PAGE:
All Together Now
SINCE 9-11, authorities at all levels of government recognize the need to better coordinate first responder agency efforts in a crisis. One state that has had success in setting up and operating a joint forces headquarters to facilitate that type of cooperation is North Carolina. The task of helping to set up the facility fell to Colonel (Ret.) William E. Johnson, who was originally tasked with a narrower mission: helping the National Guard Bureau, which oversees the activities of the Army National Guard and the Air National Guard, to consolidate their operations in North Carolina into a single headquarters building. The situation at the time was that North Carolina had two facilities, one for the Army National Guard and one for the Air National Guard.
The first challenge was the need for adequate space. The larger of the two existing facilities would be far too small to accommodate the new consolidated National Guard headquarters. “We needed 240,000 square feet, and we only had 90,000,” says Johnson, who now serves as facility coordinator. The team—which included Johnson, the adjutant general of the National Guard Bureau, and several support staff members—agreed that the answer would be to start from scratch and build a facility suited to the mission. So, Johnson’s first task back in 2003 was to find land on which the National Guard could build a new facility.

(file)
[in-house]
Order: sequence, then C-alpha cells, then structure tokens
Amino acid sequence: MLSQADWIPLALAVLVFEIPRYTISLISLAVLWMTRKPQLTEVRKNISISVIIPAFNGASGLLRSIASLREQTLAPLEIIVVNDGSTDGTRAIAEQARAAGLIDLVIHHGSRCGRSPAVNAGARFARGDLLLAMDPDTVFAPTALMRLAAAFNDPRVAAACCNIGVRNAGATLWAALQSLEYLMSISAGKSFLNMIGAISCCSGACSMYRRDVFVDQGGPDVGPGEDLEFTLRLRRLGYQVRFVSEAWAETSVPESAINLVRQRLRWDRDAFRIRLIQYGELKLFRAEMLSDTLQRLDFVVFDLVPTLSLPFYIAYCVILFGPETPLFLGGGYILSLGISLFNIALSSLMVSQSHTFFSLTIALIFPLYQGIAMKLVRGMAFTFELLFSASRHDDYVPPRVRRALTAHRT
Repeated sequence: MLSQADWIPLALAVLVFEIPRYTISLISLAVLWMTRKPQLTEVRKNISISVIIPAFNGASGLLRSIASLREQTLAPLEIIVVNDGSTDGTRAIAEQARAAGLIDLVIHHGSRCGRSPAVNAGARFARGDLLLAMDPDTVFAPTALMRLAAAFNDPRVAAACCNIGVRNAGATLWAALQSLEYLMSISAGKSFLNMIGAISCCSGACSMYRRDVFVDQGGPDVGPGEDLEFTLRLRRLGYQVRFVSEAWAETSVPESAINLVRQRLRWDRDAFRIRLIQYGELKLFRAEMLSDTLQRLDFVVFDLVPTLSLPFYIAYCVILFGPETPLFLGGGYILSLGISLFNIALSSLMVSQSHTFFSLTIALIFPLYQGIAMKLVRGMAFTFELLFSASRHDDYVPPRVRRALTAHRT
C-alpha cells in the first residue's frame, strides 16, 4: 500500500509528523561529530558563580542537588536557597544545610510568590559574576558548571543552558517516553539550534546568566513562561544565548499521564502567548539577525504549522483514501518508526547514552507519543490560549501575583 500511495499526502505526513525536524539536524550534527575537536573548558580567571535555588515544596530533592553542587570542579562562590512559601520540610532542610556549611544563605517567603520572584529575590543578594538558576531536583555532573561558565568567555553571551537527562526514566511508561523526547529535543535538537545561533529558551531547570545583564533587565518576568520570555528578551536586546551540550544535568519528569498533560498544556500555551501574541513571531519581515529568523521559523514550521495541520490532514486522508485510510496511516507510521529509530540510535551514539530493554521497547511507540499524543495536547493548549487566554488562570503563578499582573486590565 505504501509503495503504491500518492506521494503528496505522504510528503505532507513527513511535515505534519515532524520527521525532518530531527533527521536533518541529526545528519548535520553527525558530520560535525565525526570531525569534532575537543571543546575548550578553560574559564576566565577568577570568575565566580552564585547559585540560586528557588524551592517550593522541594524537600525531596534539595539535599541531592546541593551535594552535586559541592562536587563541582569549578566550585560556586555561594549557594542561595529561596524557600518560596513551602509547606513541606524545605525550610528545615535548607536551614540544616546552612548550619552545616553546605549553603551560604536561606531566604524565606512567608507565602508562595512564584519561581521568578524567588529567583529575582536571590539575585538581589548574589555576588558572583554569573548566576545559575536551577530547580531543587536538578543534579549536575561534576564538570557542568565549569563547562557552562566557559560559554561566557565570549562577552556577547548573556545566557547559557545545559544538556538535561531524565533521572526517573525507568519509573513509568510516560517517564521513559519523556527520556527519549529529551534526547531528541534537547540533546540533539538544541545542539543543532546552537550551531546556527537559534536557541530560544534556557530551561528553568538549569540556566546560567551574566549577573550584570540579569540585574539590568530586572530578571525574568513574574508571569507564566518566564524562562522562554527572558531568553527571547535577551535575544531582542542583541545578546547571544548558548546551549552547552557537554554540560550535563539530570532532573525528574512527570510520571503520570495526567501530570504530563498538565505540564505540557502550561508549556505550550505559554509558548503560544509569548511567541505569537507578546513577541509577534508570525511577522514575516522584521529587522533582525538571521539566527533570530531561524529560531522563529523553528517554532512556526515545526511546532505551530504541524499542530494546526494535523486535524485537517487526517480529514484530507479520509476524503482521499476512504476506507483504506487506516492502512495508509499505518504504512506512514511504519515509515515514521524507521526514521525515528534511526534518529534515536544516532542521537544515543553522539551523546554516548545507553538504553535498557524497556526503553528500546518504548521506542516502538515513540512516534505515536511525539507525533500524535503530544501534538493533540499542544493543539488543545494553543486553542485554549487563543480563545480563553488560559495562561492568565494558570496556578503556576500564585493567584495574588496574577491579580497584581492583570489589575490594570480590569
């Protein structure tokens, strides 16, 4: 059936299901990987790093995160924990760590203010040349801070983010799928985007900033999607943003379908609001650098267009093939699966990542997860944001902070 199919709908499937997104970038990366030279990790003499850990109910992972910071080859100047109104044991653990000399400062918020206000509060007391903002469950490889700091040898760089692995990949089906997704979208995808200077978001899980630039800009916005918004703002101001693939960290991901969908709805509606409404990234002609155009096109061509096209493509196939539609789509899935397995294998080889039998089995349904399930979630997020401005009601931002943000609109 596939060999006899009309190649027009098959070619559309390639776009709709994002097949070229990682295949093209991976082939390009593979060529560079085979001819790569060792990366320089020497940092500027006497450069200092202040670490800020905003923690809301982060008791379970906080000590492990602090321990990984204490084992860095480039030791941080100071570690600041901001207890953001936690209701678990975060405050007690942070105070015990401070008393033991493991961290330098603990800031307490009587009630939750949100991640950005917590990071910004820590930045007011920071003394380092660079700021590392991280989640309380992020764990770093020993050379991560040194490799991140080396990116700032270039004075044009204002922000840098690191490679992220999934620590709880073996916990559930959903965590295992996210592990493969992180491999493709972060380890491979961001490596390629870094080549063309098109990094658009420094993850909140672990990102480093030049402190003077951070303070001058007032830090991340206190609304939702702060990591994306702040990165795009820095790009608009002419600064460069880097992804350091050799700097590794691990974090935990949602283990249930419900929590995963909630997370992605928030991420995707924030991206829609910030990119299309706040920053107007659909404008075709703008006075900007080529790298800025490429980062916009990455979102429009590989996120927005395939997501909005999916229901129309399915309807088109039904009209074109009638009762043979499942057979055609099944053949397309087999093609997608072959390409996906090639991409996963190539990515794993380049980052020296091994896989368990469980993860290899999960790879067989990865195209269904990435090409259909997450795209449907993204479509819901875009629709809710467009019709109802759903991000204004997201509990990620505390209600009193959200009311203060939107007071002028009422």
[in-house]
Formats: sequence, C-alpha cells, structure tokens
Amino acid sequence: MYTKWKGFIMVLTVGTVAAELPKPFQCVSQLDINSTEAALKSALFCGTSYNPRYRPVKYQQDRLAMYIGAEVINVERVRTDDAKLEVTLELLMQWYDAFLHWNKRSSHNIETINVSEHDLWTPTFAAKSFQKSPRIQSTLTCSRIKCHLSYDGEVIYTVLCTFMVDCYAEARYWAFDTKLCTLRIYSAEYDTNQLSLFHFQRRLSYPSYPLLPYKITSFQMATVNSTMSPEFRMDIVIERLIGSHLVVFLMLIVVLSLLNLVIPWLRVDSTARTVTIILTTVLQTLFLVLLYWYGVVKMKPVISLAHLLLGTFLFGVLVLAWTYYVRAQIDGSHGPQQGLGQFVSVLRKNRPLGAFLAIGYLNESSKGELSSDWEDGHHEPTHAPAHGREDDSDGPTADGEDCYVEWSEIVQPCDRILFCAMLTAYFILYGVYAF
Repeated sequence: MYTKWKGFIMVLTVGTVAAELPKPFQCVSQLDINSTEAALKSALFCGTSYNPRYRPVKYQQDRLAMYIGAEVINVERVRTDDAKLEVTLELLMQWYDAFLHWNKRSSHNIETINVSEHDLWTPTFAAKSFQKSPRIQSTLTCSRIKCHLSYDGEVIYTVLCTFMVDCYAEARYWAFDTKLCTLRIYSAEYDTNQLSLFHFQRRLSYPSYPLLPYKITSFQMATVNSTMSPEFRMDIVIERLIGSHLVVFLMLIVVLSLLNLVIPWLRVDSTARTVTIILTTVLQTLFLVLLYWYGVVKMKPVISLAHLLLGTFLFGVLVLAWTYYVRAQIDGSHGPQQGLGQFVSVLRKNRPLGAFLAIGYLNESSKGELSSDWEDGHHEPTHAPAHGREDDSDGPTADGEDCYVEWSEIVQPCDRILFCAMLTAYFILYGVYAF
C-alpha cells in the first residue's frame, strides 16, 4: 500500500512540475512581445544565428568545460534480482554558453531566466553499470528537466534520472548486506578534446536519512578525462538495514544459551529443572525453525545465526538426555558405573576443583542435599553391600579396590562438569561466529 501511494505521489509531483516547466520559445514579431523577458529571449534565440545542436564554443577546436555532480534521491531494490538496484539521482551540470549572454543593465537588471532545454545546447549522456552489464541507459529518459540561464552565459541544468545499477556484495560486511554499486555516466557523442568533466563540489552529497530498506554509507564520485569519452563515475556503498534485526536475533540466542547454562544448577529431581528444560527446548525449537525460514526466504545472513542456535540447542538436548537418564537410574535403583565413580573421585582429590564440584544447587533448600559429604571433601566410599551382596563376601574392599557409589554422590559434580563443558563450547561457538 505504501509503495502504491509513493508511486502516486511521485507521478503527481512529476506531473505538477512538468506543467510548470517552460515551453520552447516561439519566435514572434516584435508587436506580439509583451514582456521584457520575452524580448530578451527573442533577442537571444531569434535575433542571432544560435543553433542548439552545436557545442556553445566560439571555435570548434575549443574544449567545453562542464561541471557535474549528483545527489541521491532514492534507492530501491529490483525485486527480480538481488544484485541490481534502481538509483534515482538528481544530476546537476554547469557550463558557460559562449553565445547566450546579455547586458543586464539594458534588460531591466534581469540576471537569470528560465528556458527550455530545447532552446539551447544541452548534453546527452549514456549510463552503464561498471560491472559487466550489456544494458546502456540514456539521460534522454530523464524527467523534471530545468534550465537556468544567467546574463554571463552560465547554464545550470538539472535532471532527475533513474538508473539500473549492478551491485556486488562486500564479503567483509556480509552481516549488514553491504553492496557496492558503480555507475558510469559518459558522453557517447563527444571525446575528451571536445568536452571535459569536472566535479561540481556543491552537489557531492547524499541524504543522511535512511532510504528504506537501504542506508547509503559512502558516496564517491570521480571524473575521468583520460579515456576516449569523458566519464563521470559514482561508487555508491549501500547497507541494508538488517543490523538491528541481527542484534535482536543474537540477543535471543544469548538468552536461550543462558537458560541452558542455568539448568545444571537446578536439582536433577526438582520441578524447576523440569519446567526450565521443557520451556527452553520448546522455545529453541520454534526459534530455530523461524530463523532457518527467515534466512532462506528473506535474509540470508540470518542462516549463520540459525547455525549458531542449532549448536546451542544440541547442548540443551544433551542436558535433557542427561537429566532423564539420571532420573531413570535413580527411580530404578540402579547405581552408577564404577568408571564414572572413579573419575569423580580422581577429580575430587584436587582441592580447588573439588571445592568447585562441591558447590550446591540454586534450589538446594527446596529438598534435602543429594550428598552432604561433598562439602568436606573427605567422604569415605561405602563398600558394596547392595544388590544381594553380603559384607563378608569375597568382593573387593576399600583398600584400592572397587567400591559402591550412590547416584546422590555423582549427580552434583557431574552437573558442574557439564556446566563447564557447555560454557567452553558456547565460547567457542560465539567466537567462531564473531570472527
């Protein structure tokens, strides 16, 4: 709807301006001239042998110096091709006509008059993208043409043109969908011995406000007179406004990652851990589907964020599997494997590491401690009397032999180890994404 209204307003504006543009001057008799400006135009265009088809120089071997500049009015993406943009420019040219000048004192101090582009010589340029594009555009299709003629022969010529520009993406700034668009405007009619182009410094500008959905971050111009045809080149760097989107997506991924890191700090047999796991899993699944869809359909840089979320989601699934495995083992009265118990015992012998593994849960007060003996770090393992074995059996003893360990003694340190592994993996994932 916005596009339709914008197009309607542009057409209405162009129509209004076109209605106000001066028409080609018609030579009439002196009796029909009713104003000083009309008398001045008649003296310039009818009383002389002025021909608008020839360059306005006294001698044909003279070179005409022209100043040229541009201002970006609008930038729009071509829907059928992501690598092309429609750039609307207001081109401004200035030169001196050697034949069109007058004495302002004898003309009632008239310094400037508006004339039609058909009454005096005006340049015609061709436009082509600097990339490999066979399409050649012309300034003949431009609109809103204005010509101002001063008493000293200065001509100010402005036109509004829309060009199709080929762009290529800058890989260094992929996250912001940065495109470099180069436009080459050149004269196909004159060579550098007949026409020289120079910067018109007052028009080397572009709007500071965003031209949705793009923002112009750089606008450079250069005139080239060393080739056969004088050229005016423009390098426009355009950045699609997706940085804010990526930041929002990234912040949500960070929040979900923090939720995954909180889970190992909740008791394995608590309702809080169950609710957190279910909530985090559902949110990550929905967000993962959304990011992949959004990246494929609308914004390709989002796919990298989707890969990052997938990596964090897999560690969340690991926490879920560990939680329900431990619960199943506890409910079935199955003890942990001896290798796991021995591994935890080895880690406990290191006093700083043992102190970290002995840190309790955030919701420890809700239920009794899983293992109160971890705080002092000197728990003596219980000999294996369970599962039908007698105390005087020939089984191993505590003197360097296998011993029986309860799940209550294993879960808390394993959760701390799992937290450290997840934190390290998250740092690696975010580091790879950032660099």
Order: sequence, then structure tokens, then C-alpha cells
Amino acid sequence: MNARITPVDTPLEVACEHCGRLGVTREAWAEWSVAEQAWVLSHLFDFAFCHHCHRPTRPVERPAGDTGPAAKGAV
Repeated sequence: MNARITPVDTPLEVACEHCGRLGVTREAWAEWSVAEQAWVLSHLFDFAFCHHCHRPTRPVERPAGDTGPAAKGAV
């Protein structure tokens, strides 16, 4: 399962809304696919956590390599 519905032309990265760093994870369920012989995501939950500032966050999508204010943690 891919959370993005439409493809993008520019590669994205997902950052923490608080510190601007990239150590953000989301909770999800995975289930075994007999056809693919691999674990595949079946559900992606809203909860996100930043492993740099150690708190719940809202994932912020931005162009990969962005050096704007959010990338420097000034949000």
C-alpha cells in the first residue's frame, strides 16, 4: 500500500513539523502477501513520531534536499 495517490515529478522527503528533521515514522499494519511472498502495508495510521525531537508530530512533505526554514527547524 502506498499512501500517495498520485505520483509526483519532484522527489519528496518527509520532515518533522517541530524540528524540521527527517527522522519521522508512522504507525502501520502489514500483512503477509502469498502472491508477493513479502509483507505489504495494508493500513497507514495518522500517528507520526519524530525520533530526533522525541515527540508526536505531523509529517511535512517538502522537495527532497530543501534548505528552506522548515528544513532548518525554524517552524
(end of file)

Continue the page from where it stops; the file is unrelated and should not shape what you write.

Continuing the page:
There was a parcel of land owned by the National Guard that was adjacent to one of the North Carolina National Guard’s existing facilities, so the Guard asked if the state would donate extra land to add to that parcel. After the governor approved the granting of extra land, the National Guard had a total of 18 acres to build on. With initial funding in hand, the design of the building began in 2005. It took two years to complete the design of the three-story building, which was to accommodate the consolidated two state branches of the National Guard, plus allow room for growth.
The facility design included office space as well as an emergency operations center, a media briefing room, an auditorium, dining facilities, and a weapons training center. But just as the design was being completed in 2007, the North Carolina Emergency Management (NCEM) department contacted the National Guard and asked to share space. NCEM was then located in downtown Raleigh, where parking was tight and space was insufficient. In return for being allowed to share the space, NCEM would turn over its $8 million in state funds to go toward the project, which entailed redesigning the facility.
Johnson agreed and the building was redesigned, with the NCEM getting the ground floor. “This seemed perfect because the National Guard’s emergency operations center was already there,” he says.